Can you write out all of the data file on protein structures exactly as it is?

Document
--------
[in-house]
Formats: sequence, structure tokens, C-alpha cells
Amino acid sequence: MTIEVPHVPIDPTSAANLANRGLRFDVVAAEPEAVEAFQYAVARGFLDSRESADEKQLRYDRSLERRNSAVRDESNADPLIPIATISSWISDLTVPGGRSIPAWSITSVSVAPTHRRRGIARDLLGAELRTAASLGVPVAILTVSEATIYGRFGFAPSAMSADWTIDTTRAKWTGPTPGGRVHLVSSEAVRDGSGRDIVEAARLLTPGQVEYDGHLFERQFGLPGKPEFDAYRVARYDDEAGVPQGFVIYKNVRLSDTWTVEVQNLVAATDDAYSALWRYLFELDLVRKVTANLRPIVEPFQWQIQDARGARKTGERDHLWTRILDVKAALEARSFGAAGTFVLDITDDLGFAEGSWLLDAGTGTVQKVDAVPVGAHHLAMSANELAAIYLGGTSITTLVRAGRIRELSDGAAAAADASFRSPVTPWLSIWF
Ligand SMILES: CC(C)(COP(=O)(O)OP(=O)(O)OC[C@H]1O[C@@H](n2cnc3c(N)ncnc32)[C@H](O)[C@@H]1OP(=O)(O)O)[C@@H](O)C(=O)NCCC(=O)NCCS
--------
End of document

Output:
[in-house]
Formats: sequence, structure tokens, C-alpha cells
Amino acid sequence: MTIEVPHVPIDPTSAANLANRGLRFDVVAAEPEAVEAFQYAVARGFLDSRESADEKQLRYDRSLERRNSAVRDESNADPLIPIATISSWISDLTVPGGRSIPAWSITSVSVAPTHRRRGIARDLLGAELRTAASLGVPVAILTVSEATIYGRFGFAPSAMSADWTIDTTRAKWTGPTPGGRVHLVSSEAVRDGSGRDIVEAARLLTPGQVEYDGHLFERQFGLPGKPEFDAYRVARYDDEAGVPQGFVIYKNVRLSDTWTVEVQNLVAATDDAYSALWRYLFELDLVRKVTANLRPIVEPFQWQIQDARGARKTGERDHLWTRILDVKAALEARSFGAAGTFVLDITDDLGFAEGSWLLDAGTGTVQKVDAVPVGAHHLAMSANELAAIYLGGTSITTLVRAGRIRELSDGAAAAADASFRSPVTPWLSIWF
Ligand SMILES: CC(C)(COP(=O)(O)OP(=O)(O)OC[C@H]1O[C@@H](n2cnc3c(N)ncnc32)[C@H](O)[C@@H]1OP(=O)(O)O)[C@@H](O)C(=O)NCCC(=O)NCCS